Daphne Oseña-Paez laments restaurant refusing customers service water: ‘It’s a basic right’ | Inquirer Entertainment

Daphne Oseña-Paez laments restaurant refusing customers service water: ‘It’s a basic right’

/ 12:42 PM May 31, 2018
daphne oseña-paez

Image: Instagram/@daphneop

In many restaurants, service water is a basic provision and is at times the first thing served before one even makes an order.

Lifestyle maven, TV host and entrepreneur Daphne Oseña-Paez was understandably disappointed when an establishment refused to give her service water.


She narrated her experience on Twitter, sharing a picture of a cup of coffee and a cupcake she purchased.

Without naming the establishment or showing its logo, she recounted: “So I bought coffee for me and a cupcake for my daughter. I asked for service water. They said they can’t give water, I have to buy bottled water.”

“I said ‘Miss, bawal yan (that’s illegal). By law you have to give me water. I’m a customer,’” she wrote. “Naman. Let’s all try to do the right thing.”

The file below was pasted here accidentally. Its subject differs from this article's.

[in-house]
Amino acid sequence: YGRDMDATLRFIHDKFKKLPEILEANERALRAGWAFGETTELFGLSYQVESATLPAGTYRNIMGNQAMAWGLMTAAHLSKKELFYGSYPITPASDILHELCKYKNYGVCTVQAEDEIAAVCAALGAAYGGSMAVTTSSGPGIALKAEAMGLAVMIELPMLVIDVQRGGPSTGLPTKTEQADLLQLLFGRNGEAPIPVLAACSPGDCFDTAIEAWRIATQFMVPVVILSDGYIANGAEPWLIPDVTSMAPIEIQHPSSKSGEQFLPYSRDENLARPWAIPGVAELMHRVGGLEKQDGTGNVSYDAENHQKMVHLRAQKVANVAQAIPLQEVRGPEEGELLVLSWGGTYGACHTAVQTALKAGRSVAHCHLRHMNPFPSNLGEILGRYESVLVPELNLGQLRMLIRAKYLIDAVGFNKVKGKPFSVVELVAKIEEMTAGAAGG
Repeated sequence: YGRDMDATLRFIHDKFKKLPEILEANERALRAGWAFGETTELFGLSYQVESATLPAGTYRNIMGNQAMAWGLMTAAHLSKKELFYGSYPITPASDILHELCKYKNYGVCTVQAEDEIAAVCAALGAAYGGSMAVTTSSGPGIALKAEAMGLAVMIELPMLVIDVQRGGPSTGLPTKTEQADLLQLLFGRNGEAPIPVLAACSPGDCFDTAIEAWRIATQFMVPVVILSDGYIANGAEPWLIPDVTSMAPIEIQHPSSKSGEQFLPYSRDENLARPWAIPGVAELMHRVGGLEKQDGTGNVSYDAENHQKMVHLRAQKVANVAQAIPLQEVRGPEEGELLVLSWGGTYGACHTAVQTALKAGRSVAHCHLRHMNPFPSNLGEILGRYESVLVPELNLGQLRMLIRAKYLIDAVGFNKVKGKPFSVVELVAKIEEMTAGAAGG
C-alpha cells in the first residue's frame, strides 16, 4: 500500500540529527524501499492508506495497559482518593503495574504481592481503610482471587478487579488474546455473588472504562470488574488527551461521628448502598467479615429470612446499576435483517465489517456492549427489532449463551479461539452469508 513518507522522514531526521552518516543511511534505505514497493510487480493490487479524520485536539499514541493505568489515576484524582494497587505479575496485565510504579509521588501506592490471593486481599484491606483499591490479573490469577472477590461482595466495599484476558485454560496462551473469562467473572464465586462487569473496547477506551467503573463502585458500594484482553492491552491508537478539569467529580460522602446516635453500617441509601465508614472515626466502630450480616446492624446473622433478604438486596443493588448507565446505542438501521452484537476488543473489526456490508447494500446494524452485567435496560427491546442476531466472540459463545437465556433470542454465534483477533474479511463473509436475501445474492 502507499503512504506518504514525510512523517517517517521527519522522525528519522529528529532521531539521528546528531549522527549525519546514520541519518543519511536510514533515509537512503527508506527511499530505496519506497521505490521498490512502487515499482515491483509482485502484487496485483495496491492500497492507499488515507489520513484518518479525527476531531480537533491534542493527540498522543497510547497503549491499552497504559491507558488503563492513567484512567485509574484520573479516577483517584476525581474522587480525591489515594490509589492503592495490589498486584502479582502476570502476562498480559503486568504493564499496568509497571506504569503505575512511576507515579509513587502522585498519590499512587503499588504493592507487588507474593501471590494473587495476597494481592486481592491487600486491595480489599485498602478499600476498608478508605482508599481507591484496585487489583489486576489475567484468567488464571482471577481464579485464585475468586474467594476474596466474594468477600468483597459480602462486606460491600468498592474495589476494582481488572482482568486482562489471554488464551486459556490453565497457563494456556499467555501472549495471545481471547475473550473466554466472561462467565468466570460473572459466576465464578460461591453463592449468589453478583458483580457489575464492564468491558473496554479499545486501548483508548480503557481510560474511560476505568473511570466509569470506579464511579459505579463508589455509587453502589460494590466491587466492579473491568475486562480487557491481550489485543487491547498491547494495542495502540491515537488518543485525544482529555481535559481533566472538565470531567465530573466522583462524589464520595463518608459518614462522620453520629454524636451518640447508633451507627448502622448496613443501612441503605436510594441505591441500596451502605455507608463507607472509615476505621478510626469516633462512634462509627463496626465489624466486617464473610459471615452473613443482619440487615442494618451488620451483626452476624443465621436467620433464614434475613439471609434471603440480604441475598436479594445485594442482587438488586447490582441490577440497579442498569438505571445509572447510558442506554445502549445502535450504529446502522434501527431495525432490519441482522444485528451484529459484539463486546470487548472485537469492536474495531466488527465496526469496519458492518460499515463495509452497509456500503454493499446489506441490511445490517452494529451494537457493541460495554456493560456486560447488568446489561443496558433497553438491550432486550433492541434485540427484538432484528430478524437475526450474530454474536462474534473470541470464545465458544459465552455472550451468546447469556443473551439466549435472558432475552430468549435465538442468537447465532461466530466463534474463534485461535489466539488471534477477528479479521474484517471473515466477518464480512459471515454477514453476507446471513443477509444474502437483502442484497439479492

“Seriously, Manila retail & restaurant scenes please level up and treat customers like they are your lifeline they really are,” she said.

“Without happy customers, your businesses will go bust. We all have to grow up and be civilized. Don’t make damot (be stingy with) water from a customer. It’s a basic right.”

“In fact malls should be providing clean and cold water stations so we could all just refill our water bottles… instead of encouraging people to buy bottled water,” she proposed.

While there is no national law that requires commercial establishments to serve free potable water, according to the 1987 Philippine constitution, “The State shall protect and promote the right to health of the people and instill health consciousness among them.”

The United Nations, of which the Philippines is a member state, recognizes access to water and sanitation as a basic human right.

Local government units (LGUs) have taken it upon themselves to enact ordinances requiring restaurants to provide potable water for free.

Just last March, Iloilo City passed such an ordinance, which covered restaurants and food outlets, reports SunStar. The City Council recognized that establishments serve water only when asked, have questionable water sources or require payment for water.

Signs stating “Free Service Water” must be visible in the establishment.

Should an establishment fail to comply, it will need to pay a P5,000 fine and faces suspension of its business permit. It will be shut down until it is able to comply.  /ra


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